The de-identified and publicly available datasets of NHANES include questionnaires, standardized physical examination and laboratory data including weight, height, blood and urine measurements, medical history, and 24-hour dietary recall interviews. In this study, we included data from adults 18 years of age and older with complete, valid dietary recall data in each of these NHANES cycles. This study was determined to be nonhuman subject research by the University of Virginia Institutional Review Board for Health Sciences Research.

      Exposure and Covariates

      Our primary exposure variable was participants’ CKD status. CKD was defined as creatinine-based estimated glomerular filtration rate (eGFR) of lower than 60 mL/min/1.73 m2, or albuminuria, defined as urine albumin to creatinine ratio >30 mg/g. In NHANES III, serum creatinine was measured using a kinetic rate Jaffe method which was recalibrated to standardized serum creatinine.
      • Selvin E.
      • Manzi J.
      • Stevens L.A.
      • et al.
      Calibration of serum creatinine in the national health and nutrition examination surveys (NHANES) 1988-1994, 1999-2004.
      Serum creatinine was recalibrated for the 2005-2006 cycle as recommended in the dataset documentation.
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      • Ducatman A.
      Perfluoroalkyl chemicals and chronic kidney disease in US adults.
      The 2009 CKD Epidemiology Collaboration (CKD-EPI) equation was used to calculate eGFR from the standardized creatinine values.
      • Levey A.S.
      • Stevens L.A.
      • Schmid C.H.
      • et al.
      A new equation to estimate glomerular filtration rate.
      Covariates such as medical comorbidities and demographics were self-reported. Body mass index (BMI) and waist circumference were assessed by physical examination in the NHANES mobile examination center.

      Pattern of Fruit and Vegetable Intake Analysis

      The primary outcome in our study was patterns of F&V intake based on participant's self-reported dietary intake.

      Assessment of Dietary Intake and Grouping of Foods

      The primary diet assessment method in NHANES was 24-hour dietary recall interview. One recall per participant was conducted in NHANES III and two recalls were performed in continuous NHANES. When two recalls were available, we averaged all variables across the two recalls before further analysis. We used the data from the individual food files where each individual food consumed is represented by a food code (DRPFCODE) and description.
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      • Dwyer J.
      • Terry A.
      • Moshfegh A.
      • Johnson C.
      Update on NHANES dietary data: focus on collection, release, analytical considerations, and uses to inform public policy.
      We evaluated different types of F&V foods consumed by participants including citrus fruits, fresh citrus fruit juice (100%), dried fruits, berries, other fruits, other fresh fruit juices (100%), potato and other starchy vegetables, different types of cabbage, dark green vegetables, deep-yellow vegetables, tomatoes, and other vegetables. Mixed dishes containing F&Vs were not considered.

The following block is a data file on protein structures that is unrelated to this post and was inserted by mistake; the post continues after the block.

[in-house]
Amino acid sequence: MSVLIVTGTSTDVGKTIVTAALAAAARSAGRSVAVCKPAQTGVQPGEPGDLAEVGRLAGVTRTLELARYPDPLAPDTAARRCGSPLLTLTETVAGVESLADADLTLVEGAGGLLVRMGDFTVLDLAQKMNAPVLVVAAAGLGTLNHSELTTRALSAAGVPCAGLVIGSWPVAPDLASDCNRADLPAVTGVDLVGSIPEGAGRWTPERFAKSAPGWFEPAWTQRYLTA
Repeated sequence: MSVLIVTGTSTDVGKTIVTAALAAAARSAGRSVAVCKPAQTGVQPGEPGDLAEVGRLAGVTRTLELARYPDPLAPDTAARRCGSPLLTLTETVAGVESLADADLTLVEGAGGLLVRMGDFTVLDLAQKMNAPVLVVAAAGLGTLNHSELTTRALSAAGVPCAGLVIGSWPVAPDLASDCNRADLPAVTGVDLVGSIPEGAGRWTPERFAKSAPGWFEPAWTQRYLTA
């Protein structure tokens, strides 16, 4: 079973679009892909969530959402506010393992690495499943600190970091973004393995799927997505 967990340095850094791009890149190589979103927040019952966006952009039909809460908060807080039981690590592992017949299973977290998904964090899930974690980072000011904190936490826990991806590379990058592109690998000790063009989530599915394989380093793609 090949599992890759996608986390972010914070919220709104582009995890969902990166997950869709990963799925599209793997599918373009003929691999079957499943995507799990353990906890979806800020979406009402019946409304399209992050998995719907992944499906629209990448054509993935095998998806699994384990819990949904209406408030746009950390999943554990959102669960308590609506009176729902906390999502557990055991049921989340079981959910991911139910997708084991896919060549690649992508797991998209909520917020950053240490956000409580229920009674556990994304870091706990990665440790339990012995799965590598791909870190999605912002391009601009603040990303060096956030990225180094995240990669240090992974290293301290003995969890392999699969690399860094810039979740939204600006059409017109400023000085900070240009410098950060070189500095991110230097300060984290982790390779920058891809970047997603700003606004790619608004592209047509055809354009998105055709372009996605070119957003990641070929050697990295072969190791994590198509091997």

We categorized foods first into: 1) unprocessed, 2) minimally processed and processed (minimally/processed), and 3) ultra-processed F&Vs following general principles in the NOVA food classification system.
      • Monteiro C.A.
      • Cannon G.
      • Lawrence M.
      • Costa Louzada Md
      • Pereira Machado P.
      Ultra-processed foods, diet quality, and health using the NOVA classification system.
      ,
      • Monteiro C.A.
      • Cannon G.
      • Levy R.
      • et al.
      NOVA. The star shines bright.
      According to NOVA, unprocessed foods are natural foods obtained directly from plants (or animals) without any alterations. Minimally processed foods involve cleaning, removal of inedible parts, drying, fermentation, cooling, or freezing. Processed foods are products derived from natural foods and are recognized as a version of the original foods. Ultra-processed foods are made from substances extracted from foods, synthesized in laboratories, or derived from food constituents.
      • Monteiro C.A.
      • Cannon G.
      • Levy R.
      • et al.
      NOVA. The star shines bright.
      Where adequate information about a specific food was not available, we assumed the product was minimally processed or processed. We also classified each F&V based on their phytochemical content, obtaining four groupings: glucosinolate-rich; carotenoid-rich; polyphenol-rich; and starchy vegetables. Information on the phytochemical content of F&Vs was obtained from published literature and expert consensus to determine classification
      • Campos-Vega R.
      • Oomah B.D.
      Chemistry and classification of phytochemicals.
      ,
      • Roy M.
      • Datta A.
      Fundamentals of phytochemicals.
      (Supplemental Material). Pairwise grouping of processing classification and phytochemical content of each item resulted in 12 potential groups.

      Dietary Pattern Analysis

      We coded consumption in each of the 12 groups as ‘none’ or ‘some’ based on the available dietary recalls. For instance, in Continuous NHANES when 2 recalls were available, ‘none’ or ‘some’ referred to a 2-day period. We collapsed food groupings with less than 5 percent consumption with a neighboring group. This resulted in collapsing glucosinolate-rich ultra-processed F&Vs with glucosinolate-rich minimally/processed F&Vs, and unprocessed starchy vegetables with minimally/processed starchy vegetables, yielding 10 final F&V categories for latent class analysis (LCA).
      • Schafer J.
      • Kang J.
      LCCA package for R users’ guide (Version 1.1.0).
      ,
      • Mori M.